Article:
“Loyalty programs need to be treated as a trade-off, meaning they need to provide something of value to the customer and in return customers will provide their personal information along with the permission to track their shopping behavior and actions providing that Big Data.”

This is a good reminder from Andy Wood, MD at GI Insight.  With the death of third-party cookies and the privacy changes of iOS 14, brands are scrambling to find other ways to collect personal data.  

Loyalty programs are at the top of the list.  Brands of all shapes and sizes, from tiny consumer products to restaurants to large retailers, are creating a new era of loyalty programs, partly driven by a need to collect first-party data.

But I think marketing teams sometimes forget the importance of that “trade-off”.   There’s a value exchange — consumers give up personal information and brands give something in return.  Consumers need to feel that the trade-off is worth it.

GI Insight research found that 64% of consumers were happy for a company to collect info on shopping behaviors and personal preferences in return for “relevant and timely offers,” but 76% were very reluctant to hand over data without a “proper loyalty program in place.”

People are willing to share personal information even if the value doesn’t benefit themselves personally, but if they see value another way.  The most ambitious first-party data collection effort I’ve heard about came from Seed Health, a probiotic supplement brand.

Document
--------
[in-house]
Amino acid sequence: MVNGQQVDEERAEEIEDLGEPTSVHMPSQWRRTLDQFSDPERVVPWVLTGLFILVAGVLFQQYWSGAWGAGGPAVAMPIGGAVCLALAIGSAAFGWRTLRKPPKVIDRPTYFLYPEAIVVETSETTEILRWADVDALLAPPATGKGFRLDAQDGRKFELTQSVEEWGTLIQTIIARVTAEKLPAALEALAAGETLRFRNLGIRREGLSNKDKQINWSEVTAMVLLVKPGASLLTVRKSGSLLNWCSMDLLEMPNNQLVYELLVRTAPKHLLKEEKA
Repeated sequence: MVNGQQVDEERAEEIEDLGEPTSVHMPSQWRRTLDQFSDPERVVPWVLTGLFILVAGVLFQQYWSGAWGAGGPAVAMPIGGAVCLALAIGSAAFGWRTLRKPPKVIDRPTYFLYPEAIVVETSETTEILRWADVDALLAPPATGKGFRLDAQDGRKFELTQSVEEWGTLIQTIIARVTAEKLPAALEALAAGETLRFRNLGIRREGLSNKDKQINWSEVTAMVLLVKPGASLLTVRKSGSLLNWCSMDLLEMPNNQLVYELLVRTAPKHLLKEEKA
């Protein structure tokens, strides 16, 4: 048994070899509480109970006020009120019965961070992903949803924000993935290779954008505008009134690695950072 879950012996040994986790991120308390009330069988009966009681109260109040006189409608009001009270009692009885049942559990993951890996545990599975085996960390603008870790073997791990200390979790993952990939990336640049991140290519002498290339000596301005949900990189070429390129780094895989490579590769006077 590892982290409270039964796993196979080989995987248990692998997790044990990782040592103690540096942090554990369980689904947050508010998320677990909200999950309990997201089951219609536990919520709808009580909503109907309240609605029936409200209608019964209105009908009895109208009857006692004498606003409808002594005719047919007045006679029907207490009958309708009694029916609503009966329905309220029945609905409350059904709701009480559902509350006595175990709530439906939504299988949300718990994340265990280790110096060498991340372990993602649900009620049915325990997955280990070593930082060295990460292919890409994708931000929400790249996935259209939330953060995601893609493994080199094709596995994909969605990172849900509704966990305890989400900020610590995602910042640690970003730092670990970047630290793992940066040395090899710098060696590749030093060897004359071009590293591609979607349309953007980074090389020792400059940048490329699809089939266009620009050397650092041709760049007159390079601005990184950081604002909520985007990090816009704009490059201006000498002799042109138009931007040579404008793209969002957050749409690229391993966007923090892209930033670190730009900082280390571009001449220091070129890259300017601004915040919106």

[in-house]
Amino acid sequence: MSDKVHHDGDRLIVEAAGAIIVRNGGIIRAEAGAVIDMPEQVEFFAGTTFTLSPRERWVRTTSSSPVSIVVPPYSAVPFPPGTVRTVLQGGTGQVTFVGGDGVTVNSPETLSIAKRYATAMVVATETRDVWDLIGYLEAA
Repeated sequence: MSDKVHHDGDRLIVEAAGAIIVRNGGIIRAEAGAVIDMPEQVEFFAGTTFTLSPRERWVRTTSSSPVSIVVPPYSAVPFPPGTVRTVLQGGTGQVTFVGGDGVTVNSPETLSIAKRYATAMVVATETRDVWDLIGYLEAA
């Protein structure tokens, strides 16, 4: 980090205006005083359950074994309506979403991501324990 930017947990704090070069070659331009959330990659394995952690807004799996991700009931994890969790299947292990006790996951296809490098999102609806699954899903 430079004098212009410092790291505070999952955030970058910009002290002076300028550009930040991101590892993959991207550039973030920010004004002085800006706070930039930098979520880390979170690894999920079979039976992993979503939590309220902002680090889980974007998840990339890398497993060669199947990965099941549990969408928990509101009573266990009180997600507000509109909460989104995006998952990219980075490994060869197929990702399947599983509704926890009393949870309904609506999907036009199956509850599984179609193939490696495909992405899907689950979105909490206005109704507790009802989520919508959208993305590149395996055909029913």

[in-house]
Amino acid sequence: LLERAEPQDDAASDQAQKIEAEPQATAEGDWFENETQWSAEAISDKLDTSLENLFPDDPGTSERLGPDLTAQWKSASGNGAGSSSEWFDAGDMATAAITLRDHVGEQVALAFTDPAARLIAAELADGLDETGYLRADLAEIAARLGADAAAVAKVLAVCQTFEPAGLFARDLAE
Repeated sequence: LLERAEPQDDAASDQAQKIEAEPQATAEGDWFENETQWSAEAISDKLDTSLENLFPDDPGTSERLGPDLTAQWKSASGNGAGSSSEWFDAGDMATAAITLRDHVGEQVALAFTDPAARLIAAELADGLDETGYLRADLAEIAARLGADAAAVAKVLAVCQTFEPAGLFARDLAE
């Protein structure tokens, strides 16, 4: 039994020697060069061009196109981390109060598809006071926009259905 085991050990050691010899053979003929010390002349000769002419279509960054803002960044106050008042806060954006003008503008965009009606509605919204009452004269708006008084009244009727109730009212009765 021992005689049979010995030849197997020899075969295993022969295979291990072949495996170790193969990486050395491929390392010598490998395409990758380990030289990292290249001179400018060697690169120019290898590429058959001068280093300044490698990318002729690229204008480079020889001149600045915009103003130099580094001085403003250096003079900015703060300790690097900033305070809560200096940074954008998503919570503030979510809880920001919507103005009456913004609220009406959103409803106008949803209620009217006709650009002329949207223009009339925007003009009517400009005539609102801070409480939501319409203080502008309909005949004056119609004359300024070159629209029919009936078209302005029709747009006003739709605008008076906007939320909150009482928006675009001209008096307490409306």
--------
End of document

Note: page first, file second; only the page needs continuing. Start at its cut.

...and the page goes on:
Seed somehow convinced their customers to upload photos of their stool to help create a “microbial health database” (using A.I. and crowd-sourced photography).

As Seed co-founder, Ara Katz, put it:

“We don’t always think about stool as like a daily data — I’m putting air quotes around ‘dump’ — but really, as a direct output of their gut health.”

Considering how difficult it can be for a brand just to convince people to take a survey, Seed Health is setting the bar for first-party data collection pretty high. But they’re getting a response even for this big an ask because their customers feel a part of their mission. Katz said they found customers are more likely to share feedback when questions are framed within the context of research and development.

Seed is now expanding the data collection into a more robust loyalty program as “a way for people to contribute data points to our research.”

Here are a few related cartoons I’ve drawn over the years:

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